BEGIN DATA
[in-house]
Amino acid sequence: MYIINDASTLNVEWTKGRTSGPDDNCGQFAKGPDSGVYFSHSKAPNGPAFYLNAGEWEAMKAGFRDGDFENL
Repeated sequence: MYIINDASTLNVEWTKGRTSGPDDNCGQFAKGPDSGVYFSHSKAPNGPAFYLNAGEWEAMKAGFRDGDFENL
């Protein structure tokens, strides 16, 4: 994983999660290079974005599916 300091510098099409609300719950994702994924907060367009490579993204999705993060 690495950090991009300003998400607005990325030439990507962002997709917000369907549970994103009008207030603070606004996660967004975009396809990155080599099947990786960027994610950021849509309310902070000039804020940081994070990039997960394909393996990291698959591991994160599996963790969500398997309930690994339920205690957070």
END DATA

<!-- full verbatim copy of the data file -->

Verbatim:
[in-house]
Amino acid sequence: MYIINDASTLNVEWTKGRTSGPDDNCGQFAKGPDSGVYFSHSKAPNGPAFYLNAGEWEAMKAGFRDGDFENL
Repeated sequence: MYIINDASTLNVEWTKGRTSGPDDNCGQFAKGPDSGVYFSHSKAPNGPAFYLNAGEWEAMKAGFRDGDFENL
């Protein structure tokens, strides 16, 4: 994983999660290079974005599916 300091510098099409609300719950994702994924907060367009490579993204999705993060 690495950090991009300003998400607005990325030439990507962002997709917000369907549970994103009008207030603070606004996660967004975009396809990155080599099947990786960027994610950021849509309310902070000039804020940081994070990039997960394909393996990291698959591991994160599996963790969500398997309930690994339920205690957070």